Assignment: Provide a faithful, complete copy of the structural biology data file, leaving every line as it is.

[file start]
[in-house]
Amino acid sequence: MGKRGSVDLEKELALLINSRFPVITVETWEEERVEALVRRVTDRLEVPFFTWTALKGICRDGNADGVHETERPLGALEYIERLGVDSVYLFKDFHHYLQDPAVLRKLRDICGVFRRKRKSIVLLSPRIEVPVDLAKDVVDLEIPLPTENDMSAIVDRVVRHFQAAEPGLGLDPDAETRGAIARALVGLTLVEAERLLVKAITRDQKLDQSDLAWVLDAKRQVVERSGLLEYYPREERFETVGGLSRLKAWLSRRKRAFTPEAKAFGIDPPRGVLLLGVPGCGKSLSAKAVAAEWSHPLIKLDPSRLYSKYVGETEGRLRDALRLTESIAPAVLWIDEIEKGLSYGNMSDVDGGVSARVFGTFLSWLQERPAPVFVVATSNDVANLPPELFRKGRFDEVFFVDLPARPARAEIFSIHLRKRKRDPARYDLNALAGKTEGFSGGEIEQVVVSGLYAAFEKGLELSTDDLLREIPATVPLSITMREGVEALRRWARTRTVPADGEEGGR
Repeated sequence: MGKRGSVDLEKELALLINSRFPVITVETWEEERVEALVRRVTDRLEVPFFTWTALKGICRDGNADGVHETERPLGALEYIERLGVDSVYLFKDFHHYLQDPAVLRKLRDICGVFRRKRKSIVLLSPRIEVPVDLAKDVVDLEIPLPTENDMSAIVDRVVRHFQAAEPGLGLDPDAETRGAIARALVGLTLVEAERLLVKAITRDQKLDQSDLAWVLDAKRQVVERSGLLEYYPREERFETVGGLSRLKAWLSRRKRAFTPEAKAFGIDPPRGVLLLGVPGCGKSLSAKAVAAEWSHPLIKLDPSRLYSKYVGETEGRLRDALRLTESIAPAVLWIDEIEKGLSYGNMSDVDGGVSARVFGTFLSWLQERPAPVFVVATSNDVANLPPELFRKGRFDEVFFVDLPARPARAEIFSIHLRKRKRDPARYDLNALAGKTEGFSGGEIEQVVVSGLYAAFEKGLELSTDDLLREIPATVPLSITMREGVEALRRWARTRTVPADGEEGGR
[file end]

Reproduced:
[in-house]
Amino acid sequence: MGKRGSVDLEKELALLINSRFPVITVETWEEERVEALVRRVTDRLEVPFFTWTALKGICRDGNADGVHETERPLGALEYIERLGVDSVYLFKDFHHYLQDPAVLRKLRDICGVFRRKRKSIVLLSPRIEVPVDLAKDVVDLEIPLPTENDMSAIVDRVVRHFQAAEPGLGLDPDAETRGAIARALVGLTLVEAERLLVKAITRDQKLDQSDLAWVLDAKRQVVERSGLLEYYPREERFETVGGLSRLKAWLSRRKRAFTPEAKAFGIDPPRGVLLLGVPGCGKSLSAKAVAAEWSHPLIKLDPSRLYSKYVGETEGRLRDALRLTESIAPAVLWIDEIEKGLSYGNMSDVDGGVSARVFGTFLSWLQERPAPVFVVATSNDVANLPPELFRKGRFDEVFFVDLPARPARAEIFSIHLRKRKRDPARYDLNALAGKTEGFSGGEIEQVVVSGLYAAFEKGLELSTDDLLREIPATVPLSITMREGVEALRRWARTRTVPADGEEGGR
Repeated sequence: MGKRGSVDLEKELALLINSRFPVITVETWEEERVEALVRRVTDRLEVPFFTWTALKGICRDGNADGVHETERPLGALEYIERLGVDSVYLFKDFHHYLQDPAVLRKLRDICGVFRRKRKSIVLLSPRIEVPVDLAKDVVDLEIPLPTENDMSAIVDRVVRHFQAAEPGLGLDPDAETRGAIARALVGLTLVEAERLLVKAITRDQKLDQSDLAWVLDAKRQVVERSGLLEYYPREERFETVGGLSRLKAWLSRRKRAFTPEAKAFGIDPPRGVLLLGVPGCGKSLSAKAVAAEWSHPLIKLDPSRLYSKYVGETEGRLRDALRLTESIAPAVLWIDEIEKGLSYGNMSDVDGGVSARVFGTFLSWLQERPAPVFVVATSNDVANLPPELFRKGRFDEVFFVDLPARPARAEIFSIHLRKRKRDPARYDLNALAGKTEGFSGGEIEQVVVSGLYAAFEKGLELSTDDLLREIPATVPLSITMREGVEALRRWARTRTVPADGEEGGR